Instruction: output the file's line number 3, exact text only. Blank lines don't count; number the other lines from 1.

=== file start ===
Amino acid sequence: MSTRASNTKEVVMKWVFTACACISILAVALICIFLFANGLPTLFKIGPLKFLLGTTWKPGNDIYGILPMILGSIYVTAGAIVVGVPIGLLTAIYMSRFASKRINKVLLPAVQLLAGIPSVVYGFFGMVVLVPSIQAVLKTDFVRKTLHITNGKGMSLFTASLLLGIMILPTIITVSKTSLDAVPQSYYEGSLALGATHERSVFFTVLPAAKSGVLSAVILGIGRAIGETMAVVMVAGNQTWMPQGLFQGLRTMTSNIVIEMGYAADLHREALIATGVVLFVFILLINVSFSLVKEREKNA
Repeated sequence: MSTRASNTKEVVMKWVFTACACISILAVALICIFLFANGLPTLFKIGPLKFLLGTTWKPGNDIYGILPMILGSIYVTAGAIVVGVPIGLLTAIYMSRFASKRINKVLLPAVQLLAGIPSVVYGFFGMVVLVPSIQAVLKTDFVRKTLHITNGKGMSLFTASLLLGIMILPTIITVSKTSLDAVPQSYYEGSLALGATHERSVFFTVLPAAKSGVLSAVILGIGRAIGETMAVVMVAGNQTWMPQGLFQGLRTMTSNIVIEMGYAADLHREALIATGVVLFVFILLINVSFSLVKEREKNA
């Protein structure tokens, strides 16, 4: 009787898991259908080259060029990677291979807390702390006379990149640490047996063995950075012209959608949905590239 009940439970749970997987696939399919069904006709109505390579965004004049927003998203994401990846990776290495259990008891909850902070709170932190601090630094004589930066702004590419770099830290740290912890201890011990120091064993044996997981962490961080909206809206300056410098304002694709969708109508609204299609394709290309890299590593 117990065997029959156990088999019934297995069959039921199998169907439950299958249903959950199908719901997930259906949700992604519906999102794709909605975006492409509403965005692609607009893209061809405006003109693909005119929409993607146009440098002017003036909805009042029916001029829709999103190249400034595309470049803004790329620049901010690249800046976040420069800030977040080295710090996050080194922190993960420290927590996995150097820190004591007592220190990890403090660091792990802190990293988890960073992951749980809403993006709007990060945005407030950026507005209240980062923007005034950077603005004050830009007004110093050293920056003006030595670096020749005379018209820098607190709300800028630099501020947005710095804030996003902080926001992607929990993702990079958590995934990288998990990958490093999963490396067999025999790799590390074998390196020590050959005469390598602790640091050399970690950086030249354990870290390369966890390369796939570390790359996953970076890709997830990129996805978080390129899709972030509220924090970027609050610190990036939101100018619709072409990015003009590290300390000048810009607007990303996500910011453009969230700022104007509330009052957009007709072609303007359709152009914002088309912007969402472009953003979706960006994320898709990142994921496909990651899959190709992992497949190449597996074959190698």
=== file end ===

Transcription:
């Protein structure tokens, strides 16, 4: 009787898991259908080259060029990677291979807390702390006379990149640490047996063995950075012209959608949905590239 009940439970749970997987696939399919069904006709109505390579965004004049927003998203994401990846990776290495259990008891909850902070709170932190601090630094004589930066702004590419770099830290740290912890201890011990120091064993044996997981962490961080909206809206300056410098304002694709969708109508609204299609394709290309890299590593 117990065997029959156990088999019934297995069959039921199998169907439950299958249903959950199908719901997930259906949700992604519906999102794709909605975006492409509403965005692609607009893209061809405006003109693909005119929409993607146009440098002017003036909805009042029916001029829709999103190249400034595309470049803004790329620049901010690249800046976040420069800030977040080295710090996050080194922190993960420290927590996995150097820190004591007592220190990890403090660091792990802190990293988890960073992951749980809403993006709007990060945005407030950026507005209240980062923007005034950077603005004050830009007004110093050293920056003006030595670096020749005379018209820098607190709300800028630099501020947005710095804030996003902080926001992607929990993702990079958590995934990288998990990958490093999963490396067999025999790799590390074998390196020590050959005469390598602790640091050399970690950086030249354990870290390369966890390369796939570390790359996953970076890709997830990129996805978080390129899709972030509220924090970027609050610190990036939101100018619709072409990015003009590290300390000048810009607007990303996500910011453009969230700022104007509330009052957009007709072609303007359709152009914002088309912007969402472009953003979706960006994320898709990142994921496909990651899959190709992992497949190449597996074959190698």